Chicken is a good source of lean protein, but its calorie and fat content go way up if you eat the chicken skin. Saturated fat consumption— such as eating chicken skin— is linked to weight gain. Looking at chicken skin nutrition data can help you make the best choices for weight management.
Eating the skin with chicken adds calories, cholesterol and fat— including saturated fat. Remove the skin before cooking or cook the chicken skin on and remove before eating.
Chicken Skin Nutrition Data
The USDA National Nutrient Database states that there are 32 g of total fat in 100 grams of chicken skin. In chicken skin saturated fat makes up about 30 percent of the total fat, or 9 grams per 100 grams of raw chicken skin. About 42 percent of the fats are monounsaturated and 21 percent are polyunsaturated. One hundred grams of chicken skin also contains a small amount of trans fats and chicken skin cholesterol content is 109 milligrams.
By comparison, boneless, skinless breast meat contains the fewest calories and fats compared with other chicken parts. A 4-ounce serving (113 grams) contains just under 3 grams of total fats, including 0.6 grams of saturated fat. Saturated fat makes up just 0.4 percent of the calories in a serving of boneless, skinless chicken breast.
Read More: General Nutrition Facts About Chicken
Types of Fat
Saturated fats are solid at room temperature and are found in foods such as red meat, butter, cheese, cream, bacon, sausage, coconut oil and palm oil. Eating a lot of saturated fat can lead to high cholesterol and an increased risk of cardiovascular disease.
Unsaturated fats come from plants and are liquid at room temperature. Avocados, olive oil and canola oil are monounsaturated fats and corn, sunflower and safflower oils are polyunsaturated fats. Omega-3 and Omega-6 fatty acids from fish, flax seeds and walnuts are also polyunsaturated.
Polyunsaturated fats are essential to several body functions. Monounsaturated fats are healthier than saturated fats but aren't as important for good health as polyunsaturated. Saturated fats are OK to eat in moderation, but should be limited to avoid health problems.
Dietary Recommendations for Saturated Fats
The 2015-2020 Dietary Guidelines for Americans recommends limiting saturated fat intake to 10 percent of total calories. Lean meats, such as chicken, provide good sources of protein but are lower in calories and saturated fat than fattier meats.
The American Heart Association advises that no more than 6 percent of daily calories should come from saturated fats, or 13 grams daily for a 2000-calorie diet. For 1500 calories per day, that allows fewer than 10 grams of saturated fat.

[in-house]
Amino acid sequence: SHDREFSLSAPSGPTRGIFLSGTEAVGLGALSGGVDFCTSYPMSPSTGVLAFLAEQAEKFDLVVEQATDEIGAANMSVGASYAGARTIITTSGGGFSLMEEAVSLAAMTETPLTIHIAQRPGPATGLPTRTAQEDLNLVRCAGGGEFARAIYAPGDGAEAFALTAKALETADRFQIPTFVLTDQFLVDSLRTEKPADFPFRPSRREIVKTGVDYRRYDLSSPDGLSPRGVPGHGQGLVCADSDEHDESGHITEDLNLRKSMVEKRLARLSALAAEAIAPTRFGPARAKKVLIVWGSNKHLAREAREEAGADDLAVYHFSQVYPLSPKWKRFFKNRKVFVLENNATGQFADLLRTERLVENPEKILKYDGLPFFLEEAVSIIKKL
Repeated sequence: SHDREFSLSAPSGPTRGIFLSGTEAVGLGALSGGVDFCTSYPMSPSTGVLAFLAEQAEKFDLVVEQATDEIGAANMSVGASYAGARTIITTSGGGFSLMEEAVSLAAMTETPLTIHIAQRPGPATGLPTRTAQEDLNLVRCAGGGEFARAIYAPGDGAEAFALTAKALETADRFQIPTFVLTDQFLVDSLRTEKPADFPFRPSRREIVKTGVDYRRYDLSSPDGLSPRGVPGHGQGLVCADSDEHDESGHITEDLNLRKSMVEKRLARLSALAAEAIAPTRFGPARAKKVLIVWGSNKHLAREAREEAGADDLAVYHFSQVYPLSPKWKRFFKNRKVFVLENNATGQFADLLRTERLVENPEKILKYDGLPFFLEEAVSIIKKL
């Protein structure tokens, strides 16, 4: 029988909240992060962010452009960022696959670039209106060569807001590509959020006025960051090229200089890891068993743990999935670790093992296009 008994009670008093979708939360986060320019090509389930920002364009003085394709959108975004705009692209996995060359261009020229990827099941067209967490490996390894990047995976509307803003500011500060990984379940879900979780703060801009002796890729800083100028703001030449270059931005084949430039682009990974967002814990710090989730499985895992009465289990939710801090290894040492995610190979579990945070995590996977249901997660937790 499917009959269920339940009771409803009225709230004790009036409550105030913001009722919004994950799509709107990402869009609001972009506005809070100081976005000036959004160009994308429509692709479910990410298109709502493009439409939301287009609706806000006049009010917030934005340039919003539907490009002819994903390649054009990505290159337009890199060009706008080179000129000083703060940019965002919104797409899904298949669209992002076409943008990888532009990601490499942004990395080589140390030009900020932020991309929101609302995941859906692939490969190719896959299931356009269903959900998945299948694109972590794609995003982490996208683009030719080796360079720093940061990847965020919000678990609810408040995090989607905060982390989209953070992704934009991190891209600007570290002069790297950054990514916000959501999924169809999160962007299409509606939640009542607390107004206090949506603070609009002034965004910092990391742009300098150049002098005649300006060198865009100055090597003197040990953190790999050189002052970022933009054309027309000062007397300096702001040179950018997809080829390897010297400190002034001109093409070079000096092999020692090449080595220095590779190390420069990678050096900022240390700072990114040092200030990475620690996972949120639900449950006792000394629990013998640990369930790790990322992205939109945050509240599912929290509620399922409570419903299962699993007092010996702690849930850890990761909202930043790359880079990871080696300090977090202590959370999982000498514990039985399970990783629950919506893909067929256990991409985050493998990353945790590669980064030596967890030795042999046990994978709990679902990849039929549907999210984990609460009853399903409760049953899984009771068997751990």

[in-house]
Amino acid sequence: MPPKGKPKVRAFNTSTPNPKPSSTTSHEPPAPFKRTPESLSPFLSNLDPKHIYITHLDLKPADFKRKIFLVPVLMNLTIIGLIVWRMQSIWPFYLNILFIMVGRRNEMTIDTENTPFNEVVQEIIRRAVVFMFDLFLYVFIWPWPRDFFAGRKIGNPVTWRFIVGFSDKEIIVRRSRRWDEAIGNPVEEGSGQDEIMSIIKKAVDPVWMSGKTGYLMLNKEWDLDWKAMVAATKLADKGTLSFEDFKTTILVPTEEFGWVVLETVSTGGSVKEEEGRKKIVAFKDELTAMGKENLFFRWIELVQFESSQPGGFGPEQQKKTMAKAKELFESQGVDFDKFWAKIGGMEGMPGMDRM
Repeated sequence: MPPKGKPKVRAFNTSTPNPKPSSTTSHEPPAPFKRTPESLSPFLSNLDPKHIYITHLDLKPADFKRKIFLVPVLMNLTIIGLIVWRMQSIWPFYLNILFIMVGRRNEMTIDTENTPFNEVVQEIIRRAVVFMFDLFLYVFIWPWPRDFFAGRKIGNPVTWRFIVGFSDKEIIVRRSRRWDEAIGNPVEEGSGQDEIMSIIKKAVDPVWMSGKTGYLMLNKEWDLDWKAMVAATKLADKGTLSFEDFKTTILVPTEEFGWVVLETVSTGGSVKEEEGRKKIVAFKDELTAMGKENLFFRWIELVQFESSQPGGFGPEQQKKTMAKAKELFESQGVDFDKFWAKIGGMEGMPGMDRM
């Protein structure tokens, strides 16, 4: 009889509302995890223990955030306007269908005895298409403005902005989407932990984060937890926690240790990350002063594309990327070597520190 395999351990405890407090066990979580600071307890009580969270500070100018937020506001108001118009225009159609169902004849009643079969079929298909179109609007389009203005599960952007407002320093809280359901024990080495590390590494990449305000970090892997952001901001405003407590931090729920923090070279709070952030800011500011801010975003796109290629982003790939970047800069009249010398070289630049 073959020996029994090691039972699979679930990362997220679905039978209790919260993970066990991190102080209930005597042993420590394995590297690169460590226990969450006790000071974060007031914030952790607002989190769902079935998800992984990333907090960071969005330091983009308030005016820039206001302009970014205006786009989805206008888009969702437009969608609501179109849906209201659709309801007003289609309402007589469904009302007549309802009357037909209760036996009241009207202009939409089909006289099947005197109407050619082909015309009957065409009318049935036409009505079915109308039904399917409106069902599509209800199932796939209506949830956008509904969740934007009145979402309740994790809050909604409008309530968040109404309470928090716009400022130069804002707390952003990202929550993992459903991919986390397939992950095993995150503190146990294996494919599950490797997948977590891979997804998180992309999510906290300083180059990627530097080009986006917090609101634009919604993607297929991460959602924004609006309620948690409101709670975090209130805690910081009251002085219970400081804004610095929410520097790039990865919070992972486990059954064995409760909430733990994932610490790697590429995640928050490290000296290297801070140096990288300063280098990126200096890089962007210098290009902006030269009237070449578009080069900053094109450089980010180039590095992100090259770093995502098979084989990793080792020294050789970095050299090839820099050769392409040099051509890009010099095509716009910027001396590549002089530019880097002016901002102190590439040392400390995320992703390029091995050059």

Saturated Fat and Body Weight
Based on data gathered in the National Health and Nutrition Examination Survey, people at a healthy weight with a body mass index (BMI) between 18.5-24.9 consumed fewer grams of fat than obese people with a BMI greater than 35, despite taking in about the same number of calories. These findings, published in the May 2017 issue of Nutrients, showed that people with a BMI greater than 35 consumed more saturated fats than mono- or polyunsaturated fats, while people with a BMIs under 30 consumed more unsaturated fats than saturated fats.
After analyzing data from the NHNES researchers found that a greater intake of saturated fat correlated to a higher BMI_._ Consuming more saturated fats than unsaturated fats was associated with greater weight gain in people with a BMI greater than 30, a trend that was not witnessed when people consumed more unsaturated fats than saturated fats.
Cooking Chicken: Skin or Skinless?
A serving of boneless baked chicken breast with the skin has more than double the total fat and saturated fat compared to a boneless, skinless breast. Chicken skin's saturated fat adds extra calories and cholesterol to the otherwise lean breast meat. Cooking chicken with butter, rather than a vegetable oil also adds saturated fat. A chicken drumstick with skin contains about 15 grams of saturated fat.
Because it is a lean meat, chicken tends to become dry if cooked without the skin. Leaving the skin on chicken while it cooks helps to retain moisture and prevents the meat from drying out. Removing the skin before eating cuts down on a significant amount of fat and calories.
Read More: Grilled Chicken Breast Nutrition Information
- USDA National Nutrient Database: “Chicken, Broilers or Fryers, Skinless, Boneless, Meat Only, Raw”
- Harvard Health Publishing: “The Truth About Fats- The Good, the Bad and the In-Between”
- Dietary Guidelines for Americans: "2015-2020 Dietary Guidelines for Americans"
- American Heart Association: "Saturated Fat"
- Nutrients: "Relationship Between the Reported Intakes of Fats and Fatty Acids to Body Weight in US Adults"
- Epicurious: Roast Chicken Breasts with Parsley Pan Gravy